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I stopped pretending to myself that I was anything other than what I was, and began to direct all my energy into finishing the only work that mattered to me. Had I really succeeded at anything else, I might never have found the determination to succeed in the one arena I believed I truly belonged. J. K. Rowling
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"Dreams" - the underestimated book

Some people consider How to Make Your Dreams Come True to be my best book. Others can’t stand it. This ambivalent response probably explain why the sales have never been as good as my other two books. Personally I think it is at least as good as many top selling self help books and a good deal better than many!

But you don’t have to take my word for it. You can find out for yourself very cheaply because it is only £5.99 on Amazon UK at the moment. And to whet your appetite I plan to run a series of articles on this blog over the next few weeks on themes from the book.

Buy How to Make Your Dreams Come True

Reader Comments (15)

Hi Mark, just to let you know that, despite being a long-time subscriber, I am seriously considering unsubscribing from your blog.

The signal-to-noise ratio for me has dropped dramatically recently. To me it is reading like a boring diary interleaved with adverts!

I'd really like you to return to the old days where you pumped out a series of useful ideas that made us understand your books better (even if that means much less frequent posts).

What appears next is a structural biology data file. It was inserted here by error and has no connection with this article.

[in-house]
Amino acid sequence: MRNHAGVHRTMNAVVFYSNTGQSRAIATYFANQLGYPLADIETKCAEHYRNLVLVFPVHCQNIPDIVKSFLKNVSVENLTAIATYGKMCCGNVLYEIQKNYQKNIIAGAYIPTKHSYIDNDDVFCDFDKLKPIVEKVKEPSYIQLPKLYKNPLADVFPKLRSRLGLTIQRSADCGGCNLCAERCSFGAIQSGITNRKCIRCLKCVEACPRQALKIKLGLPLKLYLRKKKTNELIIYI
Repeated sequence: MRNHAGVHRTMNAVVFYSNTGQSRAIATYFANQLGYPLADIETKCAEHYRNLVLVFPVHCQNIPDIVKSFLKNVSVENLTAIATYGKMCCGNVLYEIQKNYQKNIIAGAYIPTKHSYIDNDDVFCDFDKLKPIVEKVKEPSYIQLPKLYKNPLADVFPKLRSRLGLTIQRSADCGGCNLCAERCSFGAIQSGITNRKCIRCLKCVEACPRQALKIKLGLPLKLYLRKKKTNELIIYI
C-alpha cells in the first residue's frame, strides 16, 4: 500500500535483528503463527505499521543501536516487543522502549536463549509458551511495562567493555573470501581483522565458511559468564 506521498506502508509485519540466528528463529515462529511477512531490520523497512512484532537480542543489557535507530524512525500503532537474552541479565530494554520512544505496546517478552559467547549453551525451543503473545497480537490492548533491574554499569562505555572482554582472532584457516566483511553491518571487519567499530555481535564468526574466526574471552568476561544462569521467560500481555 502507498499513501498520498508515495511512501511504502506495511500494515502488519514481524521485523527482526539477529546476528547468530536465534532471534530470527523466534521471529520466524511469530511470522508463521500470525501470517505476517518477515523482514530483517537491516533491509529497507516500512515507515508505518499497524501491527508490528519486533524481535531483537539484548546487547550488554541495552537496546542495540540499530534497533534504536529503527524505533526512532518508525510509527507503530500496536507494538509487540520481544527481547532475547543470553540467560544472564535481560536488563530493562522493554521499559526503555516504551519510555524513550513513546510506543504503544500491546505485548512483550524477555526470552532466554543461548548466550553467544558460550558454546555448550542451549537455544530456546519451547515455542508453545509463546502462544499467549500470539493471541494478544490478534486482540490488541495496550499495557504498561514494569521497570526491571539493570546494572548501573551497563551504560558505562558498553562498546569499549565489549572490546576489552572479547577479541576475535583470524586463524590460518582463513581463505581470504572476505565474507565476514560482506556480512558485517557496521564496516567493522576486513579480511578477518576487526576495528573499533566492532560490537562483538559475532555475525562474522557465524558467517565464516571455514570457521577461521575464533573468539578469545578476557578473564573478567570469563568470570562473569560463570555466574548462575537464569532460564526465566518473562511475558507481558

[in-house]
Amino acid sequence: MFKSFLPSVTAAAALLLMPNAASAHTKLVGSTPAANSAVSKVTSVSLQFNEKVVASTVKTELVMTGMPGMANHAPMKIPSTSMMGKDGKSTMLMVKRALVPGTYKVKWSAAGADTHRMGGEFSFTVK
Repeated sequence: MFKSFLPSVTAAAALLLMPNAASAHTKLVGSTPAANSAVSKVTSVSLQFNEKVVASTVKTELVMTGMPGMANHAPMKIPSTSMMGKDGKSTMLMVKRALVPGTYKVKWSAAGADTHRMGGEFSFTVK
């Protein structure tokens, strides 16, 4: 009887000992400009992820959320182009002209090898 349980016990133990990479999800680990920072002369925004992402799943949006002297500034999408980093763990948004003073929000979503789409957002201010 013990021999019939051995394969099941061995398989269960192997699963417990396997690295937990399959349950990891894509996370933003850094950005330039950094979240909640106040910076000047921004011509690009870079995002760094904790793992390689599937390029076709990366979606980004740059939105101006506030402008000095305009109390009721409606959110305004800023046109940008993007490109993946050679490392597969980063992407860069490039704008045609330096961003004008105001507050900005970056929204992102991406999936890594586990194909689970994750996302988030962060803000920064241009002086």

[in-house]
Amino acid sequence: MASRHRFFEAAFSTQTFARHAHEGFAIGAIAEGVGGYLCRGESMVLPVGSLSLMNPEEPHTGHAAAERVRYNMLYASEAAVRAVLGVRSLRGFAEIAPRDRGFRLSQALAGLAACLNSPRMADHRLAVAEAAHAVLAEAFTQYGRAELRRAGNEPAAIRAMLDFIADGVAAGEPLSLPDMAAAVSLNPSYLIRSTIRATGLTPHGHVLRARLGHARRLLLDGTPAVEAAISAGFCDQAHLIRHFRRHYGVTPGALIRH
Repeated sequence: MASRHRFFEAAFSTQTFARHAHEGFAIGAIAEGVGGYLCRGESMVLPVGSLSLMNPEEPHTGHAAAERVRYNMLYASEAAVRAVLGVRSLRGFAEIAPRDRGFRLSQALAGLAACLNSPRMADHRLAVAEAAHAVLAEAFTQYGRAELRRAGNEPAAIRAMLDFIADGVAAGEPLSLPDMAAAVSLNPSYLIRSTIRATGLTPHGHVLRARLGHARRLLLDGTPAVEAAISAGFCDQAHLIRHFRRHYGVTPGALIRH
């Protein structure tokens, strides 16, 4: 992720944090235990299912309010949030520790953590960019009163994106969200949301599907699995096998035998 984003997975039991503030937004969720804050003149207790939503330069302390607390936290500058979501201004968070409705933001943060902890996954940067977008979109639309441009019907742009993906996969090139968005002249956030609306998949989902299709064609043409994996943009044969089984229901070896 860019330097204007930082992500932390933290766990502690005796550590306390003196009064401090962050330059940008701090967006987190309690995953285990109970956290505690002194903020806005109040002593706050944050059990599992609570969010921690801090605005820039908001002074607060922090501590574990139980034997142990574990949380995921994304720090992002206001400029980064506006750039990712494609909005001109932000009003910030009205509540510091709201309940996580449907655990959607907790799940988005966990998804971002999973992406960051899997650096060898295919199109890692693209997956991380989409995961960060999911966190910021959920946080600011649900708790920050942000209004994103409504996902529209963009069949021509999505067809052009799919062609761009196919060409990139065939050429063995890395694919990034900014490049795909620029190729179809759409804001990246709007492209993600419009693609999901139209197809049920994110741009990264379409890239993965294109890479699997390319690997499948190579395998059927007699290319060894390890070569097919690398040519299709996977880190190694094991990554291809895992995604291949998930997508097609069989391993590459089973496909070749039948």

February 28, 2008 at 9:29 | Unregistered CommenterDavid
Dear David

Sorry you feel that way. Most of the comments I have had have been from people who like the new arrangement, but obviously no change is going to please everyone.

The idea of the diary is to show the DIT system in action - which is I think one way of helping you to understand the book better. The reason it's boring is because I am concentrating on describing how the system works rather than the amazing and salacious details of my colourful life.

The blog entry you are commenting on is announcing a series of articles which will have the precise intention of helping people to understand one of my less understood books better.

As for advertisements - well, this site is a commercial one and has never pretended to be otherwise.

Although I appreciate that some people, such as yourself, don't like the extra volume, the fact is that the number of daily hits on this website has risen by over six times since the beginning of this month.

What I suggest you do is make a note to come back to the site once a month or so and look at the "Most Popular articles" section in the sidebar for anything which you haven't seen before.
February 28, 2008 at 10:25 | Registered CommenterMark Forster